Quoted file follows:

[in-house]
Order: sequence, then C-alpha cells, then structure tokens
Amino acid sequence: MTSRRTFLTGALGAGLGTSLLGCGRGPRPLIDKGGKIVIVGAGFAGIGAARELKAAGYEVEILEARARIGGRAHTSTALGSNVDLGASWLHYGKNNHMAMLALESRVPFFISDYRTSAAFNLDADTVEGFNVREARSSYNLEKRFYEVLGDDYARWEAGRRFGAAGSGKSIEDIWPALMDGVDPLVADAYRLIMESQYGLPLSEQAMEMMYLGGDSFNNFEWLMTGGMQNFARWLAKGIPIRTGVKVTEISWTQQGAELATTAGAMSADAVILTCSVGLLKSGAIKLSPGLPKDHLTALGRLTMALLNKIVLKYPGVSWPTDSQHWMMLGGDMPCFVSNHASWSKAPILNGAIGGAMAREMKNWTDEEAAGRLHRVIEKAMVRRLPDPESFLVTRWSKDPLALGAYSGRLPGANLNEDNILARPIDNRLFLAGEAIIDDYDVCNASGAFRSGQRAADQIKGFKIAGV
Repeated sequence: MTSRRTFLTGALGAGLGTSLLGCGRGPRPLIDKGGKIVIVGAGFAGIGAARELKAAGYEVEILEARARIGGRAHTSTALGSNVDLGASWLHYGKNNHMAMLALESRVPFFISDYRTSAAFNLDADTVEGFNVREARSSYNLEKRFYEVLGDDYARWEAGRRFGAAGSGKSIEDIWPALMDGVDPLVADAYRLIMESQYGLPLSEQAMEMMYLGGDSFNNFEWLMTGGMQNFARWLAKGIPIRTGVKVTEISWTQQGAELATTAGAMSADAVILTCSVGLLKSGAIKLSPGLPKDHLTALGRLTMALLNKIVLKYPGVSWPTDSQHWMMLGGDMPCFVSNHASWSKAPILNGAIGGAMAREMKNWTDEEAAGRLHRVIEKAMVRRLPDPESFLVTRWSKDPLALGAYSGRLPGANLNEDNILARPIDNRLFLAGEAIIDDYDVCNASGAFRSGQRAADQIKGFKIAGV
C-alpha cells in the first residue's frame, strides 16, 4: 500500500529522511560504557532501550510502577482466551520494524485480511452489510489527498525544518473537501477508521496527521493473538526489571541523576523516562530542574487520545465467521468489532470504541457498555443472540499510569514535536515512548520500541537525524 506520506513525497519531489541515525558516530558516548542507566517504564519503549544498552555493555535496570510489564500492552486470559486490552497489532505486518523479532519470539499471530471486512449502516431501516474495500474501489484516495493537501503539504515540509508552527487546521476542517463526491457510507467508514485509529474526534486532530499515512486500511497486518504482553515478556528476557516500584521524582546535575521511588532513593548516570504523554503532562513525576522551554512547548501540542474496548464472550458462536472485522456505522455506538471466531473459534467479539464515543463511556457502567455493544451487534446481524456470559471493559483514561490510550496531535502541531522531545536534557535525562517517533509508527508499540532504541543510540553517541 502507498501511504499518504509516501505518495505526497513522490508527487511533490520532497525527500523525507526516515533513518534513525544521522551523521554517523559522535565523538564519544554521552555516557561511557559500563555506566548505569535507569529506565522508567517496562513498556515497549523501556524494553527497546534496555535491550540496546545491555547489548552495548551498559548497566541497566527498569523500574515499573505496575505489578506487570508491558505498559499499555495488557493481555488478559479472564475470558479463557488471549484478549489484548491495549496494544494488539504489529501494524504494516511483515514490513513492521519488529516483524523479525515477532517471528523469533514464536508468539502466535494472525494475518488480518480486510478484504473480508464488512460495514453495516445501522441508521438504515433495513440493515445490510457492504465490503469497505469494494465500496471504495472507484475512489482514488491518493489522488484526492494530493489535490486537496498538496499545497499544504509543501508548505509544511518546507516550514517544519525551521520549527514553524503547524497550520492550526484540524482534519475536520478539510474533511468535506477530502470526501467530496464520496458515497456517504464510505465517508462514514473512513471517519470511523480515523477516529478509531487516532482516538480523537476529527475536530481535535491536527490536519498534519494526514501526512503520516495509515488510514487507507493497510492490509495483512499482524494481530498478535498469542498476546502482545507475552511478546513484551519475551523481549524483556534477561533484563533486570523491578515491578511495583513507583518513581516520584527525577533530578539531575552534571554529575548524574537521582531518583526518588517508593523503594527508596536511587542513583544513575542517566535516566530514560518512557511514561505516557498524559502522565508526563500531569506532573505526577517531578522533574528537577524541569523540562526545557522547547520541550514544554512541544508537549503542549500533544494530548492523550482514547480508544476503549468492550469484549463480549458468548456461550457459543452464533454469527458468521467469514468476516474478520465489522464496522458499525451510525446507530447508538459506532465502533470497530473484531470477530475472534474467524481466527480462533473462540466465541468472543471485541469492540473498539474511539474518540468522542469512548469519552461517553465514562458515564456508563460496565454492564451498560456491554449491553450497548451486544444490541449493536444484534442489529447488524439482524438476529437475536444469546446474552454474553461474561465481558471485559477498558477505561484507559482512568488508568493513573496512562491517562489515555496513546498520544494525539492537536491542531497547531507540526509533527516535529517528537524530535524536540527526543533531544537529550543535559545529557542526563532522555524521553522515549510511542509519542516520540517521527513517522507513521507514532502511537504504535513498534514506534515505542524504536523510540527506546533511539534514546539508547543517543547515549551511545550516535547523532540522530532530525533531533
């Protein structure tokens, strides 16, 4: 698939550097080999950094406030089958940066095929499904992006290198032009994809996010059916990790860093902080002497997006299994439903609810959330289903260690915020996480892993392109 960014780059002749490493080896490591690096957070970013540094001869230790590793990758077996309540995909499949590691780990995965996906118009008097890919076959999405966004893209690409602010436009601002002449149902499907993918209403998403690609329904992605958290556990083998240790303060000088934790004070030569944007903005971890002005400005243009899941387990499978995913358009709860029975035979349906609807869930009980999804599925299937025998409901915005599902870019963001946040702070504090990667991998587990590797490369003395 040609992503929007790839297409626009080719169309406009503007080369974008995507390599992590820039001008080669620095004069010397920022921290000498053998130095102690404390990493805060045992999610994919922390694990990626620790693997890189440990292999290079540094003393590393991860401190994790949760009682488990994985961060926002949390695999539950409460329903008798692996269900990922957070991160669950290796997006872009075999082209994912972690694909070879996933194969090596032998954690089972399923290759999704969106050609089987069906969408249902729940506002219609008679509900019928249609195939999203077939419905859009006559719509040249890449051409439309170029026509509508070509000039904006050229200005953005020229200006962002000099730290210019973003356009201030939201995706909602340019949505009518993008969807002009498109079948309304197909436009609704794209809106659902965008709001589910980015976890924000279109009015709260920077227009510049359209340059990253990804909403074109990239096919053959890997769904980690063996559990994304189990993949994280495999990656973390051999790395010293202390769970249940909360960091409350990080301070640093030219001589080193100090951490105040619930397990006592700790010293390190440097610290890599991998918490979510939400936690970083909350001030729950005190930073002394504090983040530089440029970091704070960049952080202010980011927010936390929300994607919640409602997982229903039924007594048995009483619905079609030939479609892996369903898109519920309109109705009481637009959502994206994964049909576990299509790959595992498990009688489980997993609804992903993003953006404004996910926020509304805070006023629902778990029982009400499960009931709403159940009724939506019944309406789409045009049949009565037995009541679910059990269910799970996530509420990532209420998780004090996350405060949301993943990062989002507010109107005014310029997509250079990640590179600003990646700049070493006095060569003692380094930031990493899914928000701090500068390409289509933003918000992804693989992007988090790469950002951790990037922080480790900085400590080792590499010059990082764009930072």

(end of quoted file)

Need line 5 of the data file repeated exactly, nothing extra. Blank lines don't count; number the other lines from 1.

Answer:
C-alpha cells in the first residue's frame, strides 16, 4: 500500500529522511560504557532501550510502577482466551520494524485480511452489510489527498525544518473537501477508521496527521493473538526489571541523576523516562530542574487520545465467521468489532470504541457498555443472540499510569514535536515512548520500541537525524 506520506513525497519531489541515525558516530558516548542507566517504564519503549544498552555493555535496570510489564500492552486470559486490552497489532505486518523479532519470539499471530471486512449502516431501516474495500474501489484516495493537501503539504515540509508552527487546521476542517463526491457510507467508514485509529474526534486532530499515512486500511497486518504482553515478556528476557516500584521524582546535575521511588532513593548516570504523554503532562513525576522551554512547548501540542474496548464472550458462536472485522456505522455506538471466531473459534467479539464515543463511556457502567455493544451487534446481524456470559471493559483514561490510550496531535502541531522531545536534557535525562517517533509508527508499540532504541543510540553517541 502507498501511504499518504509516501505518495505526497513522490508527487511533490520532497525527500523525507526516515533513518534513525544521522551523521554517523559522535565523538564519544554521552555516557561511557559500563555506566548505569535507569529506565522508567517496562513498556515497549523501556524494553527497546534496555535491550540496546545491555547489548552495548551498559548497566541497566527498569523500574515499573505496575505489578506487570508491558505498559499499555495488557493481555488478559479472564475470558479463557488471549484478549489484548491495549496494544494488539504489529501494524504494516511483515514490513513492521519488529516483524523479525515477532517471528523469533514464536508468539502466535494472525494475518488480518480486510478484504473480508464488512460495514453495516445501522441508521438504515433495513440493515445490510457492504465490503469497505469494494465500496471504495472507484475512489482514488491518493489522488484526492494530493489535490486537496498538496499545497499544504509543501508548505509544511518546507516550514517544519525551521520549527514553524503547524497550520492550526484540524482534519475536520478539510474533511468535506477530502470526501467530496464520496458515497456517504464510505465517508462514514473512513471517519470511523480515523477516529478509531487516532482516538480523537476529527475536530481535535491536527490536519498534519494526514501526512503520516495509515488510514487507507493497510492490509495483512499482524494481530498478535498469542498476546502482545507475552511478546513484551519475551523481549524483556534477561533484563533486570523491578515491578511495583513507583518513581516520584527525577533530578539531575552534571554529575548524574537521582531518583526518588517508593523503594527508596536511587542513583544513575542517566535516566530514560518512557511514561505516557498524559502522565508526563500531569506532573505526577517531578522533574528537577524541569523540562526545557522547547520541550514544554512541544508537549503542549500533544494530548492523550482514547480508544476503549468492550469484549463480549458468548456461550457459543452464533454469527458468521467469514468476516474478520465489522464496522458499525451510525446507530447508538459506532465502533470497530473484531470477530475472534474467524481466527480462533473462540466465541468472543471485541469492540473498539474511539474518540468522542469512548469519552461517553465514562458515564456508563460496565454492564451498560456491554449491553450497548451486544444490541449493536444484534442489529447488524439482524438476529437475536444469546446474552454474553461474561465481558471485559477498558477505561484507559482512568488508568493513573496512562491517562489515555496513546498520544494525539492537536491542531497547531507540526509533527516535529517528537524530535524536540527526543533531544537529550543535559545529557542526563532522555524521553522515549510511542509519542516520540517521527513517522507513521507514532502511537504504535513498534514506534515505542524504536523510540527506546533511539534514546539508547543517543547515549551511545550516535547523532540522530532530525533531533